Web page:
For first-time drivers, automatic cars are the better choice because there is no need for gear shifting and clutch control. You can keep both hands on the wheel, and focus on the objects and people in your immediate surroundings.
For new drivers, manual driving will increase your cognitive load—not to mention stress—as you’ll have to pay attention to so many things at once. Although manual driving offers benefits like better gear control, it’s best to use manual transmission only when you’ve had enough experience on the road.
The simpler design of manual cars also makes maintenance easier and relatively cheaper compared to automatic vehicles.
Of course, it’s important to know how much you’re willing to spend for your first car, including monthly expenses, insurance cover, and hidden costs. Figure in the cost of interest when choosing a financing scheme, too.
Each car brand has its own specific auto parts. For some brands, these are affordable, but others may carry a higher price tag. Keep in this mind, as every car will eventually need repair.
It also helps to get an insurance plan that covers repairs and ensures you get car parts that are of good quality.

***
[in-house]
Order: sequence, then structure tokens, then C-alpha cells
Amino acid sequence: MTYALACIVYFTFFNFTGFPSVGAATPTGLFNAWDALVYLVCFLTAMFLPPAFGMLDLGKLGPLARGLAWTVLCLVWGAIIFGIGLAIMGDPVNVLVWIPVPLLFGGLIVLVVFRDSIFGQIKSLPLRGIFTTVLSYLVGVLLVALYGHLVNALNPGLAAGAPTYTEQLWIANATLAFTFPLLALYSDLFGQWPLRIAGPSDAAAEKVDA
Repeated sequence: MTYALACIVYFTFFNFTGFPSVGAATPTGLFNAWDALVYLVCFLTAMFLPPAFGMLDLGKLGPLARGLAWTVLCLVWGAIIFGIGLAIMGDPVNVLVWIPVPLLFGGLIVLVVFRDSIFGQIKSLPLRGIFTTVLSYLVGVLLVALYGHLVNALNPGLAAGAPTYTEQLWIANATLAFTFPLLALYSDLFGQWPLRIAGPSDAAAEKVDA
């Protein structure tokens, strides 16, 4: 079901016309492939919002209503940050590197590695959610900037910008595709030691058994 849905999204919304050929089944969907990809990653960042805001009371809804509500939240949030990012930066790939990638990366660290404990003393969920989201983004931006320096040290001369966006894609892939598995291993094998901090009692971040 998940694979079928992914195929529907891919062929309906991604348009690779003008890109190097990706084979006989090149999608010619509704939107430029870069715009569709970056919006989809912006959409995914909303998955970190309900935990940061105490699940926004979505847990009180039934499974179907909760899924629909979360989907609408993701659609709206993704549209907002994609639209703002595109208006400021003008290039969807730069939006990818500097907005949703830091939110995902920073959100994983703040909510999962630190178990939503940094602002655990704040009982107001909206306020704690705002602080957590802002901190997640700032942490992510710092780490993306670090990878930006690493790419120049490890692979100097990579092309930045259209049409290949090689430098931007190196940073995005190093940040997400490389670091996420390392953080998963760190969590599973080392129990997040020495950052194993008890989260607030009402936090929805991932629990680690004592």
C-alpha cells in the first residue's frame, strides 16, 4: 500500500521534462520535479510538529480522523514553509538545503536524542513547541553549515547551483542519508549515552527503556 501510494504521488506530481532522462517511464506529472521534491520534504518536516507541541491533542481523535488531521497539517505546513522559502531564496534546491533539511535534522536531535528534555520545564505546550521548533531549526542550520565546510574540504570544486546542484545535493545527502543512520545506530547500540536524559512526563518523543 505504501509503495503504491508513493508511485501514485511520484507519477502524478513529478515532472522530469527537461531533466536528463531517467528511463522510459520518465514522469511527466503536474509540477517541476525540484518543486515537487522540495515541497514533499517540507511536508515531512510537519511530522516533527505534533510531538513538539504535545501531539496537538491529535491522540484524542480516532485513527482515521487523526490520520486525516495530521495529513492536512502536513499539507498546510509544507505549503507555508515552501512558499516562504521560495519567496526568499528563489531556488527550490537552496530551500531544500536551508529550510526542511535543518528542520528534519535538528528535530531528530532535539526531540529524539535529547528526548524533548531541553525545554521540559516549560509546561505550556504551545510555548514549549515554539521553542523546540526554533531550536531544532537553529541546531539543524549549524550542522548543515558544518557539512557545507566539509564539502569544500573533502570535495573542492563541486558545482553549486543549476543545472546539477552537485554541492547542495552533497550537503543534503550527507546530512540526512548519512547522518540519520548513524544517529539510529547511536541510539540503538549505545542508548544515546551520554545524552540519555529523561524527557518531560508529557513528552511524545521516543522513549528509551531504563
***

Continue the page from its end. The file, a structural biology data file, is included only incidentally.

Car insurance types in Singapore
One more thing you should know as a first-time driver is that car insurance is mandatory in Singapore. There are three types of car insurance in the country.
A comprehensive plan is the most complete coverage available. Apart from basic protection, it covers expenses incurred if you crash into a third-party vehicle or into another object or structure. It also covers repairs for damage due to natural disasters and fallen trees, as well as expenses stemming from fire and theft.
Third-Party Fire & Theft cover offers both basic protection and, as the name suggests, covers costs related to theft and damage caused by fire. This insurance, as well as Third Party Only cover, doesn’t cover repairs of your own car or medical expenses you might need after an accident.
Third Party Only cover meets the minimum legal requirement to drive under Singapore law. It only protects the third party’s property against damage that you are responsible for.
Try before you buy
Being a first-time driver can be stressful, but it’s also exciting. Ease your worries by testing a car before you buy it, and by getting car insurance. You can easily compare car insurance prices and benefits with DirectAsia.